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Bisque figurine of a Jew in a white plasterer’s coat and gray boots

Object | Accession Number: 2016.184.45

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    Bisque figurine of a Jew in a white plasterer’s coat and gray boots

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    Brief Narrative
    Porcelain bisque figurine of a Jewish man, possibly an ashtray or change plate, made in Germany. The man has a large nose, sidelocks, large ears, a beard, hooded eyes, and fleshy lips; all stereotypical physical features commonly attributed to Jewish men. The text on the figurine indicates the man is bemoaning the spa tax in Carlsbad, Austria-Hungary (now Karlovy Vary, Czech Republic). Carlsbad is a European town located on a thermal spring, and has accommodations that use those springs for their medicinal and rejuvenating properties. Many European spa towns can trace their histories back to ancient Roman settlements. During the 18th and 19th centuries, European spa towns became increasingly popular as centers for health and social destinations for the affluent, the nobility, and European royalty. During this time, seemingly large numbers of Jewish guests also frequented the spa towns. However, antisemitic sentiment was also present. Derogatory postcards, called Judenspottkarten [Jew-mocking cards], and other souvenirs were produced and sold. The figurine lamenting the cost of the services at the spa town is a reference to the stereotype of the greedy Jew. This stereotype dates back to the Middle Ages, when economic and professional restrictions limited many Jews to the occupations of retail peddling, hawking, and moneylending. Additionally, medieval religious belief held that charging interest (known as usury) was sinful, and the Jews who occupied these professions were perceived as morally deficient and willing to engage in unethical business practices. These factors formed the canard of the greedy Jew who exploited Gentiles. This figurine is one of the more than 900 items in the Katz Ehrenthal Collection of antisemitic artifacts and visual materials.
    manufacture: Germany
    Credit Line
    United States Holocaust Memorial Museum Collection, Gift of the Katz Family
    front, within coat, lower left and right, painted, black paint : Gott der Gerechte! / was ä thaires Pflaster!! [God almighty! what an expensive plaster]
    back, center within hollow, stamped : 2
    Compiler: Peter Ehrenthal
    The Katz Ehrenthal Collection is a collection of more than 900 objects depicting Jews and antisemitic and anti-Jewish propaganda from the medieval to the modern era, in Europe, Russia, and the United States. The collection was amassed by Peter Ehrenthal, a Romanian Holocaust survivor, to document the pervasive history of anti-Jewish hatred in Western art, politics and popular culture. It includes crude folk art as well as pieces created by Europe's finest craftsmen, prints and periodical illustrations, posters, paintings, decorative art, and toys and everyday household items decorated with depictions of stereotypical Jewish figures.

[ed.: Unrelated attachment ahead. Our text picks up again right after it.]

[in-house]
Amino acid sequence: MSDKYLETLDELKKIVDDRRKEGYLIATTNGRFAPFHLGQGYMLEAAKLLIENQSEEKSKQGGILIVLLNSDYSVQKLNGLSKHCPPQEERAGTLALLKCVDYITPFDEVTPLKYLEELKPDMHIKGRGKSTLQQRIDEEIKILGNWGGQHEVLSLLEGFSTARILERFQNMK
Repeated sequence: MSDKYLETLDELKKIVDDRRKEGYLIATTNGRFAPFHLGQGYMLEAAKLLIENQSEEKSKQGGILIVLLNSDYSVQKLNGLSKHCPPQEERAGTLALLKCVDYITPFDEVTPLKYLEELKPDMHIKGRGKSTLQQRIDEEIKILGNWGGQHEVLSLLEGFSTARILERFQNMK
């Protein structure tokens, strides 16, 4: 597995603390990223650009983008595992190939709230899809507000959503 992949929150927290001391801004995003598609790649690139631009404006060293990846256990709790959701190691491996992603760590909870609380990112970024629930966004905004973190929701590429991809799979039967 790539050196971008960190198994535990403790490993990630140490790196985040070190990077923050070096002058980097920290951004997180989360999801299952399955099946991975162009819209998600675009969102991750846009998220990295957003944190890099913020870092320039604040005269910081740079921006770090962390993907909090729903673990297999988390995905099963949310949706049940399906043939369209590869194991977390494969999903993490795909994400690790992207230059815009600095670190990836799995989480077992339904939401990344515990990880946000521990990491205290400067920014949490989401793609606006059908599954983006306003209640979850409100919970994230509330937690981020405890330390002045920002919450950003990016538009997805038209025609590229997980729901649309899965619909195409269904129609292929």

Physical Details

    Decorative Arts
    Physical Description
    Small, white, bisque porcelain figurine shaped as a male figure with painted details. He wears white clothing: a sloppily buttoned shirt, pants, a large brimmed cap, and a long coat that is flung open to form the bowl of the dish or tray. The clothing is highlighted with light gray shading, which matches his tall, dark gray boots. He has fleshy red lips, hooded eyes, a large nose, big ears, and curled black sidelocks with a black beard. The coat has a white, rolled-up newspaper tucked inside the interior left pocket, and large German text is painted on the bottom corner of the jacket’s interior. The man’s large hands are raised to shoulder height in a shrug, and are open with the palms facing outward. The back of the man’s body is hollow with rounded edges along the opening. The pointer and pinky on the man’s right hand have broken off.
    overall: Height: 6.000 inches (15.24 cm) | Width: 6.000 inches (15.24 cm)
    overall : porcelain, paint

    Rights & Restrictions

    Conditions on Access
    No restrictions on access
    Conditions on Use
    No restrictions on use

    Keywords & Subjects

    Administrative Notes

    The figurine was donated to the United States Holocaust Memorial Museum in 2016 by the Katz Family.
    Funding Note
    The cataloging of this artifact has been supported by a grant from the Conference on Jewish Material Claims Against Germany.
    Special Collection
    Katz Ehrenthal Collection
    Record last modified:
    2024-05-15 16:00:38
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